Governor Cox Declares 2021 as Year of the Shorebird at Great Salt Lake, Declaration celebrates 30th anniversary of Great Salt Lake as a Western Hemisphere Shorebird Reserve Network Site, Western Water News, National Audubon, May 12, 2021, https://www.audubon.org/news/governor-cox-declares-2021-year-shorebird-great-salt-lake
See also: https://wildlife.utah.gov/news/utah-wildlife-news/1182-cox-declares-2021-year-of-shorebird-great-salt-lake.html

Gov. Cox Issues Drought Executive Order, Governor.utah.gov, March 17, 2021, https://governor.utah.gov/2021/03/17/gov-cox-issues-drought-executive-order/

Embarking on an Ecological Transition through Permaculture Design

Ecological Transition through Permaculture Design: Before and After Permaculture Rain Garden USU Moab Photo Courtesy & © Roslynn Brain McCann, Photographer
Before and After
Permaculture Rain Garden
USU Moab
Photo Courtesy & © Roslynn Brain McCann, Photographer
Before installing our permaculture gardens at Utah State University, Moab, the only birds I observed from my office window were Eurasian Collared Doves and crows. The space is small. It used to consist of concrete and a mono-planted row of juniper bushes. Seven years ago, over 40 members of the Moab community helped us dream up a new vision for the space. We took out a few parking spaces that allowed my building’s roof rainwater runoff to run-in to our garden and into a rock-lined swale and a series of basins. In an area that receives an average of under 10 inches of rainfall per year, our USU Moab permaculture gardens now harvest an estimated 125,000 gallons of rainwater either directly into the garden soil, or into a series of rain tanks for later use.

Alongside planting the rain through water harvesting earthworks, we installed an ecological design with a fruit and shade producing overstory, and an understory of shrubs, plants, and grasses. The understory performs one or more of four functions: pollinator attractors, nitrogen fixers, nutrient accumulators (which pull nutrients deeper in soil layers towards the surface, becoming available through a chop and drop technique), and soil stabilizers. Now, broad-tailed hummingbirds, spotted towhees, rock wrens and more can be seen and heard as the garden bounty ripens each year. These birds bring color, song, and delight as they contribute to pest control, devouring aphids, grasshoppers and pesky plant eating beetle grubs.

What we have learned through our small urban campus is that with permaculture design, any landscape can undergo a complete ecological transition – even a landscape that is only a few feet wide and was previously partially covered in concrete.

If you are interested in applying permaculture design to your landscape, start by observing your site as it currently is. See how water flows in a rain event. Walk around during the hottest days of the year and feel where the hot and cool zones are. How does the sun move across the site during summer solstice. During winter solstice. What views do you want to take in and block? What species engage in your landscape and what ones are missing? These are the types of questions you can ask yourself. Then, as you begin to think about design ideas, here are some general tips:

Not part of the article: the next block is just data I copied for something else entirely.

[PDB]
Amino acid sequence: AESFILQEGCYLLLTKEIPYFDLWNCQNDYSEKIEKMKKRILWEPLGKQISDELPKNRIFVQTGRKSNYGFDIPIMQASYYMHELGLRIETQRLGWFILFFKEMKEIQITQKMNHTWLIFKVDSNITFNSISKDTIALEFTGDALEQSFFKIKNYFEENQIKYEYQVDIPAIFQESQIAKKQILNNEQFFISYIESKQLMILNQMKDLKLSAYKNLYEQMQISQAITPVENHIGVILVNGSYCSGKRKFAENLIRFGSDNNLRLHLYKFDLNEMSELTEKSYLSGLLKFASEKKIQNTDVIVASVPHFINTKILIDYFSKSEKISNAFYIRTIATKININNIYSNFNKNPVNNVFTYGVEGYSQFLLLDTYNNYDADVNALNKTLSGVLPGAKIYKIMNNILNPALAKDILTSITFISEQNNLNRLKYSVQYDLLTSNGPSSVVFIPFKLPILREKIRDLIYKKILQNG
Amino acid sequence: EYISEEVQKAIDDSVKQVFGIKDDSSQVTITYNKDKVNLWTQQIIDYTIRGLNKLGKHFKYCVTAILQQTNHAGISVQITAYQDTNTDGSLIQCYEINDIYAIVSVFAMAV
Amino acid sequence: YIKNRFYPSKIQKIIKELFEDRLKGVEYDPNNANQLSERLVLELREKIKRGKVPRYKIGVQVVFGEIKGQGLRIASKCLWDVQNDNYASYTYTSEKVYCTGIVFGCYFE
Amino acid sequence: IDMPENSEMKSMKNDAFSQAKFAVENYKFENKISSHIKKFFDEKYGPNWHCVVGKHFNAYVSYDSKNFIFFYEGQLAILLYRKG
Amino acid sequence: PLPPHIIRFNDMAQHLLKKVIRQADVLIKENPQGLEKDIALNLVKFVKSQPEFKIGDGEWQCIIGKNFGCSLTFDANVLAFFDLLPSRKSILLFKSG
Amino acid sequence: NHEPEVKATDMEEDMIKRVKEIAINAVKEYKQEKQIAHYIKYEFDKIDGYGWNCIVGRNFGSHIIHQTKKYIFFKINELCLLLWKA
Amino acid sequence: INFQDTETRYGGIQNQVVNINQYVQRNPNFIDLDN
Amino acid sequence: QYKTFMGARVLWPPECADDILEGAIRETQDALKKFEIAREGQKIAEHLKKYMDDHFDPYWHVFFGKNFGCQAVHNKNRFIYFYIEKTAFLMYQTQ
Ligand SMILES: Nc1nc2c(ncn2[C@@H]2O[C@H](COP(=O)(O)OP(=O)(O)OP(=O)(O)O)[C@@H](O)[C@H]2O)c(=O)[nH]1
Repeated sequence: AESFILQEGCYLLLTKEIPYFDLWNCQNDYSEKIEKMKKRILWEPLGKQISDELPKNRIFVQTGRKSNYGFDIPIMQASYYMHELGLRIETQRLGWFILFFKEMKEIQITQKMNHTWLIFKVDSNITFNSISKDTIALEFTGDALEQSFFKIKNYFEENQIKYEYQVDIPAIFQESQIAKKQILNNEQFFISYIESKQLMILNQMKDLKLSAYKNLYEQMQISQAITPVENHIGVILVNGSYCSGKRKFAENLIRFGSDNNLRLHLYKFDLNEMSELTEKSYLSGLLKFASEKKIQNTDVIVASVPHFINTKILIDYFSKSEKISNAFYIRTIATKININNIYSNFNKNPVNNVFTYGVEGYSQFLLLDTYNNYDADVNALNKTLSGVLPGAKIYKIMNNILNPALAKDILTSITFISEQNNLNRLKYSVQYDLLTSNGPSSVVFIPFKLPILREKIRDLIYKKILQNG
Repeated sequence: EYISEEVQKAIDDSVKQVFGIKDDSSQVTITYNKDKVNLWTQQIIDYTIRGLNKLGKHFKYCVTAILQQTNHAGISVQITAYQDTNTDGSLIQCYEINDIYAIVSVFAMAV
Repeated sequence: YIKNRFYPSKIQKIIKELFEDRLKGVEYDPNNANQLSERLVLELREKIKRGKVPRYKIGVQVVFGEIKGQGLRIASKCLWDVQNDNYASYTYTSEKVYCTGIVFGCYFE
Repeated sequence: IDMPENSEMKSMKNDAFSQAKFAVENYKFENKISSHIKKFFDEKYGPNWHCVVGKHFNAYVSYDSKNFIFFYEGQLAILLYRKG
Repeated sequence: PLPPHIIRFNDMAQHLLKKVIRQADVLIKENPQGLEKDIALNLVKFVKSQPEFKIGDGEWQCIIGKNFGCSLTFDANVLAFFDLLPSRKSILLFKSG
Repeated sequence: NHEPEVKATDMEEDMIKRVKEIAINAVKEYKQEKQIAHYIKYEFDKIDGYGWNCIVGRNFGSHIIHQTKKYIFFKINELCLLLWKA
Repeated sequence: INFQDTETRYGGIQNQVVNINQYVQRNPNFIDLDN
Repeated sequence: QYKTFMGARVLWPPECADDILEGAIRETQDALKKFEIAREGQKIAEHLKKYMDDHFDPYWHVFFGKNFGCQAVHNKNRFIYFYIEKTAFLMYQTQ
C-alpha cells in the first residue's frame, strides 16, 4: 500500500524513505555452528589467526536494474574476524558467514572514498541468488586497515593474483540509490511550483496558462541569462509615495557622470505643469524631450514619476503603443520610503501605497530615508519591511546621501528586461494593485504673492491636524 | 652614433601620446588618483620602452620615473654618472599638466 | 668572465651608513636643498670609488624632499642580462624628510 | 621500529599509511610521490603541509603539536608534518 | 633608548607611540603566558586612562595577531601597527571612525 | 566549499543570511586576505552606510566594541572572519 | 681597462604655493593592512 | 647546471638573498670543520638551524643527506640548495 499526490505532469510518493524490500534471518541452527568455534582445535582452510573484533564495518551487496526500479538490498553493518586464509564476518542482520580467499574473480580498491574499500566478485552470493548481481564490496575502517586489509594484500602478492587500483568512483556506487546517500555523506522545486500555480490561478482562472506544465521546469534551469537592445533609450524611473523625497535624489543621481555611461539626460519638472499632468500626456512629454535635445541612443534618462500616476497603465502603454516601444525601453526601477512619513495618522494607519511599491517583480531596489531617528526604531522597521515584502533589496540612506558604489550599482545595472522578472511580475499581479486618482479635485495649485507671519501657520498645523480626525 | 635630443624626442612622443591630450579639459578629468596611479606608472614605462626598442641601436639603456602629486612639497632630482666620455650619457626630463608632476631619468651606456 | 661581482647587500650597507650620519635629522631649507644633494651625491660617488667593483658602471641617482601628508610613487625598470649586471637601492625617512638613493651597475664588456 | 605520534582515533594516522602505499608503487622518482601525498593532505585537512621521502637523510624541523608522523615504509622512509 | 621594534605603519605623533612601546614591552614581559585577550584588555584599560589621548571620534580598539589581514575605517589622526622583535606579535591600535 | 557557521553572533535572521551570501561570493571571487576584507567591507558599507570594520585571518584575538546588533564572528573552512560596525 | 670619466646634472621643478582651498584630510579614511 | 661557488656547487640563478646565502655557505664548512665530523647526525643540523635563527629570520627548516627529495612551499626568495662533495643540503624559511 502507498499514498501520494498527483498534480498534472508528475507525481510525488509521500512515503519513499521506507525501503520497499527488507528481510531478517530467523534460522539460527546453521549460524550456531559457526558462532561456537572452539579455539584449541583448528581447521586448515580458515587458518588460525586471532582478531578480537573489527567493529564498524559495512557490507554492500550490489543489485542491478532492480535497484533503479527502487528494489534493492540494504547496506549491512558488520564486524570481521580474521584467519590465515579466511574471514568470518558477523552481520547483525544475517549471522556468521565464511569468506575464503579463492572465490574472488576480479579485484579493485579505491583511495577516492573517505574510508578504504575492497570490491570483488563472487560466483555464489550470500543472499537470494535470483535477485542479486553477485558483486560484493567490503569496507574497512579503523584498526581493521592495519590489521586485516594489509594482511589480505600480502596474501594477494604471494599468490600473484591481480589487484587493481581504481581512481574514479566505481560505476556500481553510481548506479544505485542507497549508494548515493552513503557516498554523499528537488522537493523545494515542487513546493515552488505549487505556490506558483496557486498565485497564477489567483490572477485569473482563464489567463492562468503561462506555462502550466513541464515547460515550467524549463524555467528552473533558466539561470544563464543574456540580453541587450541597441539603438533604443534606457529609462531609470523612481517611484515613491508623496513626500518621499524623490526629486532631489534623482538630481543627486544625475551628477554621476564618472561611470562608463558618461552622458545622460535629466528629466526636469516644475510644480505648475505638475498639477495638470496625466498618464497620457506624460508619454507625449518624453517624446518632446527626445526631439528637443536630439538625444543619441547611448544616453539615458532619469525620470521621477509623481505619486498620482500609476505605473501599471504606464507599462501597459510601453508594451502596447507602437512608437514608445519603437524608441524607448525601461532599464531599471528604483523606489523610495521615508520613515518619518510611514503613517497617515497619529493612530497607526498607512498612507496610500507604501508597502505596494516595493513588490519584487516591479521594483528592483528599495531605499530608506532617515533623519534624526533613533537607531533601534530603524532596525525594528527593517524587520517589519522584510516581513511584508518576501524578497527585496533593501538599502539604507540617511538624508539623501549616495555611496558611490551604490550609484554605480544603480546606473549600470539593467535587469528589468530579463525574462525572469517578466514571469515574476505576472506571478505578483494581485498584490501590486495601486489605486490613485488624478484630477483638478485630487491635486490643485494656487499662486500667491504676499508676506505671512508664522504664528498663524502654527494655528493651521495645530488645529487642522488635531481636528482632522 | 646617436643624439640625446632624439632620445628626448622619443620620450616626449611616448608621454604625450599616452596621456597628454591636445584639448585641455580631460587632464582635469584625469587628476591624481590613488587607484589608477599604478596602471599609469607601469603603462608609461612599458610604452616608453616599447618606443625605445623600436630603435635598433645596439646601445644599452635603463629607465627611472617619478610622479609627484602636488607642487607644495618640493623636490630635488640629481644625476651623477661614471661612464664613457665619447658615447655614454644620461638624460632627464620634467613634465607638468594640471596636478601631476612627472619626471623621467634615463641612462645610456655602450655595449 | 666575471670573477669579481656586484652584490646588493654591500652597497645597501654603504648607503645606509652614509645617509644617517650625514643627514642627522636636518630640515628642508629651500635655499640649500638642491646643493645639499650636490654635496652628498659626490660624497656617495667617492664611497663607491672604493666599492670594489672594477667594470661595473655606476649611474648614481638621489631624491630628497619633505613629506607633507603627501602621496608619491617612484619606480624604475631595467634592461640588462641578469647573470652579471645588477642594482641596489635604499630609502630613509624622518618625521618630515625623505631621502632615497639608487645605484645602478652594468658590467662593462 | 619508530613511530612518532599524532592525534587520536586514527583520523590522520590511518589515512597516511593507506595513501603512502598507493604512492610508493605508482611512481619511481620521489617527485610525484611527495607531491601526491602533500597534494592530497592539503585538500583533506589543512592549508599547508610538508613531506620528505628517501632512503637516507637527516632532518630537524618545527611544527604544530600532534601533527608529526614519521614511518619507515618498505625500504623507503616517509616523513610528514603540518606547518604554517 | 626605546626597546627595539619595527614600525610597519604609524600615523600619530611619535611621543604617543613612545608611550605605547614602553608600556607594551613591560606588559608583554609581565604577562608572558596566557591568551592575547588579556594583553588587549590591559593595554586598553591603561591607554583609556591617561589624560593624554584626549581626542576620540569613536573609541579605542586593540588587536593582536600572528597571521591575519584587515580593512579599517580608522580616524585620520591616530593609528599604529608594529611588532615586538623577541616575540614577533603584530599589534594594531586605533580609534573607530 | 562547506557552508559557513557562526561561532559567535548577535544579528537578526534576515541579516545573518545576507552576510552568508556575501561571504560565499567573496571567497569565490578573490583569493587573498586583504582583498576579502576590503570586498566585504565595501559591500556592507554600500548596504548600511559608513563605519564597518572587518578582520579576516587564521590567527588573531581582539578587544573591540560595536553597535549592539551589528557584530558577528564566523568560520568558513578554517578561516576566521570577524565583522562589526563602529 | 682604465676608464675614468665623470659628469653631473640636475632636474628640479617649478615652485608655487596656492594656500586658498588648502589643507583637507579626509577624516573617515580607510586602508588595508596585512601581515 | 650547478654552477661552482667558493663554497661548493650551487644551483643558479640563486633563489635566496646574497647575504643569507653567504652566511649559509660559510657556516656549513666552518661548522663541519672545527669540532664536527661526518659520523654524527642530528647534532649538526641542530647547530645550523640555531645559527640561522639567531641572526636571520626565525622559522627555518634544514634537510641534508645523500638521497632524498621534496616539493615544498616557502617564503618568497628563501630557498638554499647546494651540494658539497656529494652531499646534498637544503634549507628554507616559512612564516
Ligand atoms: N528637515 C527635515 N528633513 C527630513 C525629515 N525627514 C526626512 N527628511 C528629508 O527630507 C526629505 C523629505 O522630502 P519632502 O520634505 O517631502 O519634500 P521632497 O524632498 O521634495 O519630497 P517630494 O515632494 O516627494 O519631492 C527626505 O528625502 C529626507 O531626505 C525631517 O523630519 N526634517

• Ask elders in your community about extreme weather events and other helpful historical information
    • Think about what your landscape is currently doing for you, and what you would like it to do. Then, develop your goals for the site. This will help you determine what is and is not currently working
    • In the desert, as a general rule, place your paths high and dry, plants low and wet (or at least wetter)
    • Discover what plants might work well together in what is called a guild. For example, if you have a nitrogen dependent shrub, plant nitrogen-fixing plants around it.
    • Harvest as much rainwater as possible through active systems like rain tanks, and passive systems like earthworks that slow, spread, and sink rainwater
    • Plant your high-maintenance plants in your most-frequented areas – alongside the pathway between your house and chicken coop, for example.
    • Birds and humans appreciate diversity in heights, species, and food-producing plants
    • Start small
    • See failures as opportunities for learning

    For Utah State University Extension Sustainability and the Department of Environment and Society, this is Roslynn Brain McCann and I’m wild about Utah!

    Credits:
    Images: Courtesy and copyright Roslynn G.H. Brain McCann, Photographer
    Audio: Courtesy and copyright Kevin Colver
    Text:     Roslynn G.H. Brain McCann, Utah State University Extension Sustainability
    Additional Reading: Lyle Bingham, Webmaster
    Additional Reading:

    Brain McCann, Roslynn G.H., Rainwater Harvesting, Wild About Utah, October 19, 2015, https://wildaboututah.org/rainwater-harvesting/

    Brain McCann, Roslynn G.H., Permaculture, Wild About Utah, May 23, 2016, https://wildaboututah.org/permaculture/

    Brain McCann, Roslynn G.H., Three-Leaf Sumac (Rhus trilobata), Wild About Utah, November 23, 2015, https://wildaboututah.org/three-leaf-sumac-rhus-trilobata/

    Brain McCann, Roslynn G.H., Dandelion, Friend or Foe?, Wild About Utah, April 4, 2016, https://wildaboututah.org/dandelion-friend-foe/

    Brain McCann, Roslynn G.H., Edible Weeds: Lambs Quarters and Purslane, Wild About Utah, March 27, 2017, https://wildaboututah.org/edible-weeds-lambs-quarters-and-purslane/

    Brain McCann, Roslynn G.H., Yellow-bellied Marmot, Wild About Utah, September 21, 2015, https://wildaboututah.org/yellow-bellied-marmot/

    Sixty In-stream Habitat Structures in Four Days: Demonstrating Creek Restoration Techniques

    In-stream Habitat Structures: Crews from multiple agencies gather in the encroaching pinyon-juniper forest to begin building the in-stream structures in Birch Creek, UT. Courtesy & Copyright Shauna Leavitt, Photographer
    Crews from multiple agencies gather in the encroaching pinyon-juniper forest to begin building the in-stream structures in Birch Creek, UT.